With several states entertaining proposals to tax the financial transactions of savers and investors who don’t even live in their states, some members of Congress see an interstate commerce question worthy of a federal response. Rep. Patrick McHenry (R-NC) and Rep. Bill Huizenga (R-MI) have reintroduced a bill, the Protecting Retirement Savers and Everyday Investors Act, first offered last year, to limit the ability of state governments to levy financial transaction taxes (FTTs).
State lawmakers in a variety of states are considering state-level FTTs by either taxing data processing or stock exchanges, or taxing the trader buying and selling financial products. This could result in several taxes being levied on the same transaction (depending on the individual transaction and states’ tax design), and would certainly lead to taxes being levied on the investments of individuals who do not live in the taxing state. Imagine a California investor who purchases equities on the New York Stock Exchange, which processes the transaction at a data center in New Jersey. Imagine the cumulative levies incurred on a single transaction if California levies an FTT on the individual trader, New York levies a tax on the exchange, and New Jersey levies a tax on data processing.
This worst-case scenario, illustrated below, would be avoided if Congress passes federal legislation, such as the Protecting Retirement Savers and Everyday Investors Act, which would prohibit states from levying an FTT on residents of other states. It would do so by limiting states from levying a tax on industry participants based on transaction volume or value. In other words, this bill would prohibit, if enacted, FTTs from taxing intermediaries like stock exchanges or data processing facilities on which out-of-state investors rely. This would leave states with only one option: taxing their own residents or businesses on their investments. Such a tax would still not be wise, but it is rightly a state decision, whereas states levying taxes on transactions by out-of-state investors invites a federal response.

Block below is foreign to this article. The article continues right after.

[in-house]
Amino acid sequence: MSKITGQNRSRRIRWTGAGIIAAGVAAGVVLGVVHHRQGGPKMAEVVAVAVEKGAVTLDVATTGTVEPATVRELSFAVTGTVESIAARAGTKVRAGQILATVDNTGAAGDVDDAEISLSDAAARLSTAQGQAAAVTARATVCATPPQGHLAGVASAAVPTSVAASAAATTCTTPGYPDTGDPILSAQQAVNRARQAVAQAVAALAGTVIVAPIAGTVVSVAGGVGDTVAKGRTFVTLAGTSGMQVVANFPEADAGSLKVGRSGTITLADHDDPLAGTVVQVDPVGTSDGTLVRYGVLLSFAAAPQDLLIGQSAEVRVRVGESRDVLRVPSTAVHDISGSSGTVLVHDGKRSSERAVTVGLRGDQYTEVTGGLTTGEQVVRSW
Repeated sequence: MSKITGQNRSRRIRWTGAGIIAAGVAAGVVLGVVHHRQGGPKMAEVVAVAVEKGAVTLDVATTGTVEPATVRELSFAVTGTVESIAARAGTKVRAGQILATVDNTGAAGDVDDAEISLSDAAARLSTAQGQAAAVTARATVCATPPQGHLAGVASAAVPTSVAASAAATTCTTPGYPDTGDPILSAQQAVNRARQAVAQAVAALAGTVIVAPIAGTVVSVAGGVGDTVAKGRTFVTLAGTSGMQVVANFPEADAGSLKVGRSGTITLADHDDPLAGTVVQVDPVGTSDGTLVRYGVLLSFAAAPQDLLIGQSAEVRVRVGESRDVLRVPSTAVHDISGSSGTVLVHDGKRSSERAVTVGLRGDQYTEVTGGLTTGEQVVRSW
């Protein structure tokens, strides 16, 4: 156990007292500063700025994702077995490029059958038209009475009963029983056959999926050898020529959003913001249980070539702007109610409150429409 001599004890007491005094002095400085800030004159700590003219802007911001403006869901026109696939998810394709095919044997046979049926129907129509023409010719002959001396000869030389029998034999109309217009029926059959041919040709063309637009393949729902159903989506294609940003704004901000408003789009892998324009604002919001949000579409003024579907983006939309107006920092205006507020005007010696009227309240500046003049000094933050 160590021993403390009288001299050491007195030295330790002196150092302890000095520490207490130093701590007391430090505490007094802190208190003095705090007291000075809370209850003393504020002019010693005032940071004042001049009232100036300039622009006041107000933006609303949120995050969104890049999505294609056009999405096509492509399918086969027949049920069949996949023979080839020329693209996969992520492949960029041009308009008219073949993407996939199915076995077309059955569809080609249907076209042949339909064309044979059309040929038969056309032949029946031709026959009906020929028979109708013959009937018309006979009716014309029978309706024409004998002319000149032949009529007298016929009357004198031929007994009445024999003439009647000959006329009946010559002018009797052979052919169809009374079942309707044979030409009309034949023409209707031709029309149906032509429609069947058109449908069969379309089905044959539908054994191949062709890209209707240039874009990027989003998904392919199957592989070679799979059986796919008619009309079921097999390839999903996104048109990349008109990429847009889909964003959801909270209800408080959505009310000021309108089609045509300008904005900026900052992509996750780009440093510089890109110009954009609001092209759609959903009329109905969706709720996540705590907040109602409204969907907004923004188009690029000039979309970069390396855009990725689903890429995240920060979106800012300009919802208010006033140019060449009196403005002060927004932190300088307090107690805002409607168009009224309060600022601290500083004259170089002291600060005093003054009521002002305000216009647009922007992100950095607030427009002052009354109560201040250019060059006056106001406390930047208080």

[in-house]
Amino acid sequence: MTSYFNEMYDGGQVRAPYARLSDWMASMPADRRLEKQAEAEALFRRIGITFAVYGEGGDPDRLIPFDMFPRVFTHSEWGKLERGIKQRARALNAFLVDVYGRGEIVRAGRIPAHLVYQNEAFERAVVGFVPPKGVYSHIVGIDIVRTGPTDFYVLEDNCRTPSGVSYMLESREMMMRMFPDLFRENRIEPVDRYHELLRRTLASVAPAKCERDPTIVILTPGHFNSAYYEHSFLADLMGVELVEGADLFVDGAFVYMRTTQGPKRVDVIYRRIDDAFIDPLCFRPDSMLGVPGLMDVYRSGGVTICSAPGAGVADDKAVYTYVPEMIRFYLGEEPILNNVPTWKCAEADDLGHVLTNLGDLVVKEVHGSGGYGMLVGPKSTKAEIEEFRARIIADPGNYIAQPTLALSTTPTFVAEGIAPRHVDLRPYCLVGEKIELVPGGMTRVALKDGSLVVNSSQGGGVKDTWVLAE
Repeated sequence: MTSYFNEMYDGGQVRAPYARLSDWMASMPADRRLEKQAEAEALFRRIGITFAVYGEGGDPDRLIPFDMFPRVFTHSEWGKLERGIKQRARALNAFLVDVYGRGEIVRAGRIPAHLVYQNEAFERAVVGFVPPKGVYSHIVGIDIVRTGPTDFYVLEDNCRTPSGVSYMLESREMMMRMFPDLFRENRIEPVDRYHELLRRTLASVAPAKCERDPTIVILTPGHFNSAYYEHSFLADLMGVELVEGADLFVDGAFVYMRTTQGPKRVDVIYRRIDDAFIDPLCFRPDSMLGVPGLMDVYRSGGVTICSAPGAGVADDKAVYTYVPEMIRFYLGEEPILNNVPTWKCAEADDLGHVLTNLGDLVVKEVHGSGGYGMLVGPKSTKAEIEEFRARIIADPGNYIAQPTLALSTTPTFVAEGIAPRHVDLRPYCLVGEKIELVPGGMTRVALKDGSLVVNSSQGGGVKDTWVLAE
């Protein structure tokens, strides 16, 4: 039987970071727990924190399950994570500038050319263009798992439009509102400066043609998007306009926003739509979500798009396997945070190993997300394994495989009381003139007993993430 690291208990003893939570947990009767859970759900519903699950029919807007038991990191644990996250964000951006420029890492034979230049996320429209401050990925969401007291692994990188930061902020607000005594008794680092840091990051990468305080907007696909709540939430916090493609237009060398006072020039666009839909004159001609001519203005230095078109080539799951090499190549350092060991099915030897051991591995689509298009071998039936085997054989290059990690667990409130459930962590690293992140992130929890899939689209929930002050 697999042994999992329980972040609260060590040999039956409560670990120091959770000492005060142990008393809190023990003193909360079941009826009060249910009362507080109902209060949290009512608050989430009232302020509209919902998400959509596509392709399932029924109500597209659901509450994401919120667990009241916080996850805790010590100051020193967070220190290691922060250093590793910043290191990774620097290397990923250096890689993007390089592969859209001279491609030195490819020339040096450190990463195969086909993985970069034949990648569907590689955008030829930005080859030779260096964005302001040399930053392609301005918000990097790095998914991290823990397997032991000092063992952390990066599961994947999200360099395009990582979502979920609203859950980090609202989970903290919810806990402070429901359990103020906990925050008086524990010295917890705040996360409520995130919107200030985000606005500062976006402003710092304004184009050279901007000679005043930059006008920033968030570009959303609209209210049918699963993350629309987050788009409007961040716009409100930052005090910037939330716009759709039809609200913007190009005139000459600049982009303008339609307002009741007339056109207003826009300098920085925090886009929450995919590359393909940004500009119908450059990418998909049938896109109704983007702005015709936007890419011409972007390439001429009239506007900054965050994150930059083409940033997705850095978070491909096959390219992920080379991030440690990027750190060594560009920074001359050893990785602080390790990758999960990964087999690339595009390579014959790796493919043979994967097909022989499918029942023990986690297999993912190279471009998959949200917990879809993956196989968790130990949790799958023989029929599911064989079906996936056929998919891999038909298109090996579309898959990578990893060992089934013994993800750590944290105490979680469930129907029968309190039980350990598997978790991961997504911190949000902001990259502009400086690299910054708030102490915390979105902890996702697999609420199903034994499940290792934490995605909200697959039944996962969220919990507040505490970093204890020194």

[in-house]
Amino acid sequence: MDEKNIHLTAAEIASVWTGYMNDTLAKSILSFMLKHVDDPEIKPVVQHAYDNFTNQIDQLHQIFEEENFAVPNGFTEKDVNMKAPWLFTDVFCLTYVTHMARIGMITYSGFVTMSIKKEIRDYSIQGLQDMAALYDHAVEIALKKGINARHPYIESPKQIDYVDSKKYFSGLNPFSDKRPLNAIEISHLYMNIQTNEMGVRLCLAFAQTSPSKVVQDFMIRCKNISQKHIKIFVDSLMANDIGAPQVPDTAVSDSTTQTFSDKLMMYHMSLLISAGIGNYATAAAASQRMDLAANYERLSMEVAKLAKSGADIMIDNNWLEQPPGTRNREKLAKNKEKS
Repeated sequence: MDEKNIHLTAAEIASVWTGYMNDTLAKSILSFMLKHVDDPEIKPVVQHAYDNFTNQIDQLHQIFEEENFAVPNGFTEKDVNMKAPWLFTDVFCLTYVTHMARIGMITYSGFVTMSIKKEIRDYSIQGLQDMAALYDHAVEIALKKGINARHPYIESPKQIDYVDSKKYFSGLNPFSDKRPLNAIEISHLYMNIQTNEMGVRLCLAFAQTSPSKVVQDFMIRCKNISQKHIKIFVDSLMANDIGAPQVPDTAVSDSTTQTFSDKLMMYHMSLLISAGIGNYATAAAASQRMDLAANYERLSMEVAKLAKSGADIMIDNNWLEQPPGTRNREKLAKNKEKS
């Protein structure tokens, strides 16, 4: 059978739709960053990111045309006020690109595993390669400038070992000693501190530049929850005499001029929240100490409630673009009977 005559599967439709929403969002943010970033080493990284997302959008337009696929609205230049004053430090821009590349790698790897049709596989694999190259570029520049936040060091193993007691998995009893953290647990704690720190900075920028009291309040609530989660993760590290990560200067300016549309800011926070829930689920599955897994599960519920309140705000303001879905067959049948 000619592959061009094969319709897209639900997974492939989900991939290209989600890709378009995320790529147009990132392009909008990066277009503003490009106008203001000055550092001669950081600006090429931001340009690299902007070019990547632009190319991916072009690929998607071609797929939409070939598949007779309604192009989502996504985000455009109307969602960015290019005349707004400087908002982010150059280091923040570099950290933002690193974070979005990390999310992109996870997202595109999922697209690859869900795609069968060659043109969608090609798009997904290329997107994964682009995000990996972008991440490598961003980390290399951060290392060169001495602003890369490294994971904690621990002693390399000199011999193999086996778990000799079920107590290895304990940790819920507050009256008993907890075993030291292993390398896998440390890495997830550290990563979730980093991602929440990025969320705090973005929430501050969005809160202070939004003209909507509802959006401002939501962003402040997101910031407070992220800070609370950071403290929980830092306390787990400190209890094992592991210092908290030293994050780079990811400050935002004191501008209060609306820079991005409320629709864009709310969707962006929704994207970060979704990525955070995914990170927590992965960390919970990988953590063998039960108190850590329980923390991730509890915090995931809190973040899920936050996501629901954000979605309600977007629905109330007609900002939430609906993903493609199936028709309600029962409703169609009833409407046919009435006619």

Taxing stock exchanges and data processing is a way of exporting the tax burden since the vast majority of the trades made on these exchanges, and processed on these servers, are conducted on behalf of residents of other states. Policymakers have an incentive to export tax burdens, as it avoids the political pressure involved when levying new taxes on constituents. Limiting tax exporting is sound policy as the taxpayers of exported tax burdens generally have no say on the tax.
Federal lawmakers have considered imposing a national FTT, with the idea generating renewed interest after the events in January when retail investors banded together to trade GameStop stock, which resulted in the value soaring at first and plummeting soon after. Superficially, a federal FTT and a state FTT share many of the same issues: they raise transaction costs, lower trading volumes, lower liquidity, lower assets value, and could potentially increase volatility. These issues are inherent to the design of an FTT at any level.